Much-Binding-in-the-Marsh was the title of a comedy BBC radio and Radio Luxembourg show broadcast from 1944 to 1954, starring Kenneth Horne and Richard Murdoch as senior staff in a fictional RAF station battling red tape and wartime inconvenience. Over the years the station turned to non-combatant operations, became a country club ("the proposed membership drive has been cancelled as it is far cheaper to give everyone a bus ticket") and finally a newspaper, The Weekly Bind. The programme's title may have been inspired by the RAF station at Moreton-in-Marsh, along with the word "binding", period RAF slang for whining or complaining. One of the most fondly remembered parts of the show was the closing theme tune, with topical lyrics each week referring to the plot of the episode, written and sung by members of the cast.
Other cast members included Sam Costa, Maurice Denham, Maureen Riscoe, Dora Bryan and Nicholas Parsons. Musical interludes were provided by Stanley Black and the Dance Orchestra, and songs from Helen Hill. The cast was occasionally joined by special guests; a prominent example of this was the Hollywood star Alan Ladd. Maurice Denham in particular played an important part in the programme, playing a multitude of roles of varying sex and age. These included Mr Blake the sexton (the name a homage to the fictional detective Sexton Blake), the local vicar, Mrs Dinsdale, young Percy and others.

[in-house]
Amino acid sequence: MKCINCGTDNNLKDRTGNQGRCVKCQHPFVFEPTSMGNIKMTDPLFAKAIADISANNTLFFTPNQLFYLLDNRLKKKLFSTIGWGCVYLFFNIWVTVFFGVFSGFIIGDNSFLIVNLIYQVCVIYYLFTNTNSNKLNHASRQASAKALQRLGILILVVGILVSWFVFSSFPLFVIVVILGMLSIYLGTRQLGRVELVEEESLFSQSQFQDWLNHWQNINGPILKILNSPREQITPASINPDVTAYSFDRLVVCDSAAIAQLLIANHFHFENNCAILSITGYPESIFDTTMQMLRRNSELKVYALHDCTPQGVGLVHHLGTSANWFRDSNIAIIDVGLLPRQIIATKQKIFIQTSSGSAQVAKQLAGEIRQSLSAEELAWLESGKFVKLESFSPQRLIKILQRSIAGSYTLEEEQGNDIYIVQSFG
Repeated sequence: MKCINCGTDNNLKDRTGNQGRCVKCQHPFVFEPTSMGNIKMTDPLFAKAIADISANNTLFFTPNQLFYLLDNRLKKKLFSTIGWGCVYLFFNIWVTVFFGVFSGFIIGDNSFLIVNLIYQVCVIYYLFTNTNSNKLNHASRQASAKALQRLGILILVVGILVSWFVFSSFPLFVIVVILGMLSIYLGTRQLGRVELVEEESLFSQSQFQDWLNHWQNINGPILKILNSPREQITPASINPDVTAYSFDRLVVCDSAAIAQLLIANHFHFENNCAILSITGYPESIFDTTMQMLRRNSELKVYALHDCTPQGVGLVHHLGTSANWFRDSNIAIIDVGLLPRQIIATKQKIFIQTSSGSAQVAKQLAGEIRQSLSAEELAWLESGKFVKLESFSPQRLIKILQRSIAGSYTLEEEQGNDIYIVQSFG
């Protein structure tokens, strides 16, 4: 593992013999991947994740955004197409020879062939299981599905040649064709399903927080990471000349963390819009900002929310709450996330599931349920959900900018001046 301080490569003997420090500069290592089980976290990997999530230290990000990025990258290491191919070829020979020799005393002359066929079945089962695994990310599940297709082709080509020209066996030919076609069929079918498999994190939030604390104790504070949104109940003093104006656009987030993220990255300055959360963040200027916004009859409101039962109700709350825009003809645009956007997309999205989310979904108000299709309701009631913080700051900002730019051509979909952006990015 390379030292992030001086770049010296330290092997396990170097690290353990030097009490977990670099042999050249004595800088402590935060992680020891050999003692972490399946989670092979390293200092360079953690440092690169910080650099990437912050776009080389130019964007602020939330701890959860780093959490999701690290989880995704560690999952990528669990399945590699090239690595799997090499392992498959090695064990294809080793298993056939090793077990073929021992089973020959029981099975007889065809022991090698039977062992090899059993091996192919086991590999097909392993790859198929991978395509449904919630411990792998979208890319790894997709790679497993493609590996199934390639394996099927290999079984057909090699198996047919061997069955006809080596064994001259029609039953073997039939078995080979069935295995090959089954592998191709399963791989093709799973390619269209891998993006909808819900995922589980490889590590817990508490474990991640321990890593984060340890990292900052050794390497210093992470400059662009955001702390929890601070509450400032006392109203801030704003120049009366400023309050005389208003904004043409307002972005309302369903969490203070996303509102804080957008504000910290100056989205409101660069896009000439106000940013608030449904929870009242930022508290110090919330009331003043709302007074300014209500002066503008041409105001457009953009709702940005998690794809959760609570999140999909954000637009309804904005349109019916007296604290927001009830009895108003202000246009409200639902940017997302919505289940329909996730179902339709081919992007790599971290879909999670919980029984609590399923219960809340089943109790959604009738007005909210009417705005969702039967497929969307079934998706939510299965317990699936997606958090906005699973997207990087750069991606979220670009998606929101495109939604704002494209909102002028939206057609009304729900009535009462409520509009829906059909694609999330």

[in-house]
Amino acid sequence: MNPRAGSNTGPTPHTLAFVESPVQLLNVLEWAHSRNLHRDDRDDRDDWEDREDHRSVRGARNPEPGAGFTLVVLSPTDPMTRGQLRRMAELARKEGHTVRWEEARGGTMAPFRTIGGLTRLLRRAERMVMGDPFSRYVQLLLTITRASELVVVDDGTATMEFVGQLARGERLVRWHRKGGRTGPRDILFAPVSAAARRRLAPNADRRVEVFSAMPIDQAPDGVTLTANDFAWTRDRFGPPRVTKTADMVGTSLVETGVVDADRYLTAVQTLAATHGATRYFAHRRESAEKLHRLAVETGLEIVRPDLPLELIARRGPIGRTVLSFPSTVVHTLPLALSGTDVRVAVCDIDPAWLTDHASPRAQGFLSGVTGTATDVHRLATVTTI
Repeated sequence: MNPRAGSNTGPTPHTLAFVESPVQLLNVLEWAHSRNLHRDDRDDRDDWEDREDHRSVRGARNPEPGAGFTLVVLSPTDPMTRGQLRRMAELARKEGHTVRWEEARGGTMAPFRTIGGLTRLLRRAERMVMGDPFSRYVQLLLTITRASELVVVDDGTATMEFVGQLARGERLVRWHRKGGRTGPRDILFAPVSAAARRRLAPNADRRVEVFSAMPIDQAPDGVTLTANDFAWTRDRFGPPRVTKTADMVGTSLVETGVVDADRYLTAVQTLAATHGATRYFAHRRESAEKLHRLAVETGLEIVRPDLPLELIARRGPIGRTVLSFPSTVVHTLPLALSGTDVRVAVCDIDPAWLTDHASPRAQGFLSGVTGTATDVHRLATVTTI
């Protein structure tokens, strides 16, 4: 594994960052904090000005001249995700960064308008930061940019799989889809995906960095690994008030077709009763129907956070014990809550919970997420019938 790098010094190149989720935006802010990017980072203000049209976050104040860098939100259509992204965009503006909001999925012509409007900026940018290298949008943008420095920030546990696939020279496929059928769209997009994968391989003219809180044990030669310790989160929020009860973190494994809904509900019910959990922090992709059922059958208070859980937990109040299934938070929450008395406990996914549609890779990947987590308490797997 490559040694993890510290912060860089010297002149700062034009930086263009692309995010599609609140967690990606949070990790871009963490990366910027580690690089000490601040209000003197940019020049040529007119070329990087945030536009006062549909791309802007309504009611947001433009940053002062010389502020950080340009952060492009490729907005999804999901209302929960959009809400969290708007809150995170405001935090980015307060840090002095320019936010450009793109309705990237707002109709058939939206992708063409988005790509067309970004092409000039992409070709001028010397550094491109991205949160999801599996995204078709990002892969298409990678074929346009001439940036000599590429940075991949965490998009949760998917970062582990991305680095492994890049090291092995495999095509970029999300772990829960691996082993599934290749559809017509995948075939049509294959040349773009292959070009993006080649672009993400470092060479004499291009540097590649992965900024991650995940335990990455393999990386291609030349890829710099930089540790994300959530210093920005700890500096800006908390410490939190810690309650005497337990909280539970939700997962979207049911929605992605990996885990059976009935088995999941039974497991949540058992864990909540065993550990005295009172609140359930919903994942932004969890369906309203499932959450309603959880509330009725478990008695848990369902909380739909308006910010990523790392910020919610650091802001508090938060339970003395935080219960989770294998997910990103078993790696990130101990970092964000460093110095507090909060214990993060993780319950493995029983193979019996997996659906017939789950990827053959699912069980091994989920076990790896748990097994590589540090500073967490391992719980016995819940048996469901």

The show was broadcast on BBC radio from 1944 to 1950 before briefly being cancelled and transferring to Radio Luxembourg between 1950 and 1951, after which it returned to the BBC until its run ended in 1954. In 1970, two of its stars, Murdoch and Costa, appeared on several episodes of Frost on Sunday where they performed more comical lyrics to the theme tune. The show is sometimes said to have popularised the term "Disgusted of Tunbridge Wells" for correspondents to newspapers.
Kenneth Horne and Sam Costa subsequently reprised their roles from Much-Binding-in-the-Marsh in an episode of Men from the Ministry first broadcast on 21 April 1968 entitled Four Men in a Wellington. Although the original show is not specifically mentioned, the reference to a Wellington bomber, Sam Costa's catchphrase "Good morning, sir, was there something?" and the response of the audience are obvious references to Much-Binding-in-the-Marsh.[original research?]
The name for the show came from Kenneth Horne's RAF colleague, Kenneth Marsh, who regularly suffered from constipation.
- "Good morning, sir, was there something?" - Sam Costa, batman
- "Oh, I say, I am a fool!"
- "Have you read any good books lately?"
- "Leave it with me, sir."
- "Leave it with him, sir."
- "Would you like to see my puppies?"
- "Not a word to Bessie."
- "Did I ever tell you about the time I was in Sidi Barrani?"
- "Did "Disgusted of Tunbridge Wells" ever really write to newspapers?", The Times, 22 July 2002, p. 31.